When you start getting interested in investing, sometimes it can be difficult to figure out what to do first. You don’t really know what you need to know or where to find what you need to know. If you have a short attention span, then SprinkleBit’s investing education portal can provide a pretty comprehensive starting point. It will give you the basics that you need to understand what investing is all about.
But inevitably, not every investing nuance can be fully explained without a little extra reading. So if you are not afraid to sit down with a good book, here are five essential books for the beginning investor, in the order that you should read them.
You will probably note right away the heavy bias towards company-level analysis and long-term investing that is the general theme behind this reading list. The content is a very basic summary of the tools and processes that I use to evaluate investments. These five books will have everything that you need to know to start doing basic fundamental analysis all on your own.
Why These Five Books?
Reducing my investment library down to five books was not easy. After sorting through the content, I eliminated the overlapping topics by selecting books that were relatively short (less than 250 pages), interesting, and easy to read. In most cases, they could also be “read” simply by skipping to the end of each chapter and scanning a bulleted summary.
It doesn’t get much easier than that.
Why this particular order?
The short explanation for why I chose this order is because it starts with the big ideas and then fills in the details. You might have also noticed that most of these books are somehow related to Warren Buffett’s investment philosophy. This is somewhat misleading because he didn’t come up with any of these ideas on his own. His investment model is really just a combination of great ideas that were stolen from other people. It is much easier to use what already works than try to come up with a new system.
1. The Warren Buffett Way
The Warren Buffett Way, Second Editionis where you should start. It is especially important for fundamental analysis. It gives you the perspective of how to see a stock as a business. And when you analyze a stock, you must look at it in the same way that a business owner would look at a business. This includes the company’s competitive position, its financial position, its management, and ultimately its "business" value. According to this book, you should make your investment when the current price is less than the value. Simple to understand, but difficult to execute.
2. The Warren Buffett Portfolio
When you understand the basic ideas that lead to a successful company and a profitable investment, the next step is placing your bets. The Warren Buffett Portfolio: Mastering the Power of the Focus Investment Strategy provides a wonderful explanation about how to do this, and advocates putting most of your money into your best ideas. It also compares this betting strategy to other strategies you might already be familiar with.
Having a general idea of what to look for and knowing how to bet is nice, but those are big-picture ideas.
The next three books give you a more refined way of making your investment decisions.
3. The Little Book That Builds Wealth
The Little Book That Builds Wealth: The Knockout Formula for Finding Great Investments (Little Books. Big Profits) focuses on a company’s competitive position. It outlines a number of different ways that firms can build a competitive advantage, and describes which industries are more likely to have competitively stable companies. It also offers a way to put a value on this qualitative measure. A company with a good competitive position is almost always going to be more valuable in the long run.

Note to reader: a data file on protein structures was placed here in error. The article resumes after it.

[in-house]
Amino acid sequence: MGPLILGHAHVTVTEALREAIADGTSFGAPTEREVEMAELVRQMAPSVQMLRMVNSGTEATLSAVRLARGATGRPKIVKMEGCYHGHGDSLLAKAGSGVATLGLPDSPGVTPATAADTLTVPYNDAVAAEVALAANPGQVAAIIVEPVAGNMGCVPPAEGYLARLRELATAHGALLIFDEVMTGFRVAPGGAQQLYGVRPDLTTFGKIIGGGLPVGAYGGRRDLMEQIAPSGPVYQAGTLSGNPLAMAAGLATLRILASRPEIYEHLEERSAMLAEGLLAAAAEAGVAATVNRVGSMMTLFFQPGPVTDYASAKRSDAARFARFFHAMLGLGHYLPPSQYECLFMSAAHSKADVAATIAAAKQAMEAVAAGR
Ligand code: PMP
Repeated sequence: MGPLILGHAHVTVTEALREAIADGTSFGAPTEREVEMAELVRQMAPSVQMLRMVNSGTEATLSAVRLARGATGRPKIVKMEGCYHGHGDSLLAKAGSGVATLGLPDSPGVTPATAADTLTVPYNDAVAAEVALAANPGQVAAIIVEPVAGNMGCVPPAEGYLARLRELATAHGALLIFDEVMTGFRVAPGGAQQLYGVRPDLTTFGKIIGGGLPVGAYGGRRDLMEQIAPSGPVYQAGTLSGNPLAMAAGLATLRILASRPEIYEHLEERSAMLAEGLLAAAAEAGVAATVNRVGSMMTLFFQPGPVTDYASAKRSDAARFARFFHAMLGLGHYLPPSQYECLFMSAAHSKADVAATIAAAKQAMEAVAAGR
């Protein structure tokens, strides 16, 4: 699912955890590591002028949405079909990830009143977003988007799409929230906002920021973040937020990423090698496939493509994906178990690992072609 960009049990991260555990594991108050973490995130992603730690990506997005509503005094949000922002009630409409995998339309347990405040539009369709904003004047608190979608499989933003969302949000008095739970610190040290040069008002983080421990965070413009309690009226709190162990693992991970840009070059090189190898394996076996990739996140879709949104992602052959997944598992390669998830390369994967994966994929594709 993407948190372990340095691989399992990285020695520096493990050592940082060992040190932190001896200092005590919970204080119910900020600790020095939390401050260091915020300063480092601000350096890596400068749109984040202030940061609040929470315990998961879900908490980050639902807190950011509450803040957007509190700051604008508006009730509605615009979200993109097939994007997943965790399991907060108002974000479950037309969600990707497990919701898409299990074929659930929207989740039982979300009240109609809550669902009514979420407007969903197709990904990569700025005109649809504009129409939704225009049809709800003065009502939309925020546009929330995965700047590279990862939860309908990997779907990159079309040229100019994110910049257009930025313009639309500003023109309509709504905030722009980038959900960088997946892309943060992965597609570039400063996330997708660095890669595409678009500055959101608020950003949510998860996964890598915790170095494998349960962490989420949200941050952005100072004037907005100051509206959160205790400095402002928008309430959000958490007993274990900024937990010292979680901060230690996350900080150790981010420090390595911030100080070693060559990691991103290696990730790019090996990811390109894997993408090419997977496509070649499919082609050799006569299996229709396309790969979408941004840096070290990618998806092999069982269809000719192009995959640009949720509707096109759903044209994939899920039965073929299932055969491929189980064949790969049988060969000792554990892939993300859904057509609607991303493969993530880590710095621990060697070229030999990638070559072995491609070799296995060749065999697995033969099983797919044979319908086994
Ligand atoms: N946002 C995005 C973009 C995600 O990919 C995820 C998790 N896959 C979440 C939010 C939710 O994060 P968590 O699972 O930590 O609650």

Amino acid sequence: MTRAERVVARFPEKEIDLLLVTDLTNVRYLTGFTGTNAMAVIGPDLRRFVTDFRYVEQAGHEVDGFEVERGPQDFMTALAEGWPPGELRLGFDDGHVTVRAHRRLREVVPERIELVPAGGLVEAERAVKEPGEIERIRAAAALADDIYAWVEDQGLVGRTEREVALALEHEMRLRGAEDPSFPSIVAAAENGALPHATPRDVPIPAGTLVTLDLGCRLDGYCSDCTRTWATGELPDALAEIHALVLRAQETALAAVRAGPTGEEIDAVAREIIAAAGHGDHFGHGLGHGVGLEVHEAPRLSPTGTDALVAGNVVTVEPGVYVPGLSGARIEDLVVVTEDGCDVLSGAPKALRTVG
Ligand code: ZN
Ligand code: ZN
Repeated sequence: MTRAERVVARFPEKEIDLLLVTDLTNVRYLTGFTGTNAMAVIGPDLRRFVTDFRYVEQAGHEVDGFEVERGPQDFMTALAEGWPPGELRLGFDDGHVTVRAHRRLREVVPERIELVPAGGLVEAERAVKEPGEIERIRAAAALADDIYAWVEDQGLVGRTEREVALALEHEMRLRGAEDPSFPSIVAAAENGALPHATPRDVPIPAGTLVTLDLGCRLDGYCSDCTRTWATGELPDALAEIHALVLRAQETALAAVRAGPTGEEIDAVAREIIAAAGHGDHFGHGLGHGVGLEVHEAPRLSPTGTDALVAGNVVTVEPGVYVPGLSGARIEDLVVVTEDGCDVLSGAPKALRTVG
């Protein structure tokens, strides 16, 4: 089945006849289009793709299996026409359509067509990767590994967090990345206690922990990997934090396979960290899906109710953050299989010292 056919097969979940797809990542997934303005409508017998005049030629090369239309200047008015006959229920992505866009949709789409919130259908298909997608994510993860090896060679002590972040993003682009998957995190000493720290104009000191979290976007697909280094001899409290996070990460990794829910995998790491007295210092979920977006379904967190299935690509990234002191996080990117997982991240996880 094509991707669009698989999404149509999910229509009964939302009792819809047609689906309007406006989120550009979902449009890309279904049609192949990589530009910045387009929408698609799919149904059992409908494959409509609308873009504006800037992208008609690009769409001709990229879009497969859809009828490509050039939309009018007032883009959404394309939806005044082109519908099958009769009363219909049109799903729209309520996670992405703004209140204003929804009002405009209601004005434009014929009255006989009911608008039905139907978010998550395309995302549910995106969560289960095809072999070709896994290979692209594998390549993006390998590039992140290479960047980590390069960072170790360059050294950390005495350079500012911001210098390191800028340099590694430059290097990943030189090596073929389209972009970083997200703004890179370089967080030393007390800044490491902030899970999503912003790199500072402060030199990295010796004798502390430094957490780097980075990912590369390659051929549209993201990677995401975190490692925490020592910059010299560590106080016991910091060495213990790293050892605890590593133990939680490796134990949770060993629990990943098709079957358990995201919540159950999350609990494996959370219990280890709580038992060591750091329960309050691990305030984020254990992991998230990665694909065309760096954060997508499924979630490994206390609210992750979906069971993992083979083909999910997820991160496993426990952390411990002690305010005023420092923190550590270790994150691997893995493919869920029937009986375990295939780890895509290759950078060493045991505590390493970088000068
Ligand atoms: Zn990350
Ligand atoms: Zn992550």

It should be noted, However, that the book also mentions Lehmen Brothers and other failed investment banks as examples of a good competitive advantage, so it should be obvious that a competitive advantage is not very useful if the company doesn't also have financial stability.
5. Why Smart People Make Big Money Mistakes and How to Correct Them
The last book you should read is probably the most important. Knowing what you should look for and knowing how to invest is important for investment success, but sometimes there are hidden psychological factors. Why Smart People Make Big Money Mistakes and How to Correct Them: Lessons from the Life-Changing Science of Behavioral Economics is a guide on how to overcome these hidden factors. It will give you a way to see if your investment decisions are based on a hidden bias or based on facts. This is an important difference because sometimes your entire investment analysis can be completely thrown away if you start with the wrong assumptions.
Beyond these five books, there are a number of other excellent investing primers that you can use, such as the SprinkleBit University and investing social network. SprinkleBit University has a series of easy-to-read chapters to help you learn investing terminology so that you can start speaking the "language" of investing in no time. You can go at your own pace, and track your progress. It's highly interactive, and is a great place to start your investing education.
But if you're looking for starters to begin your Investing library, these 5 industry primers are where you can get the most value from the smallest number of pages. It is the best place to start. Good luck!
Author: Andrew Wagner
Andrew holds a Master's in Economics from Kansas State University with a focus on the Technology Sector. He enjoys writing about value investing and thinks learning new investment strategies is more useful than hot stock tips. He considers fundamental analysis to be the key to making great long-term investment decisions. You can follow his SprinkleBit portfolio here.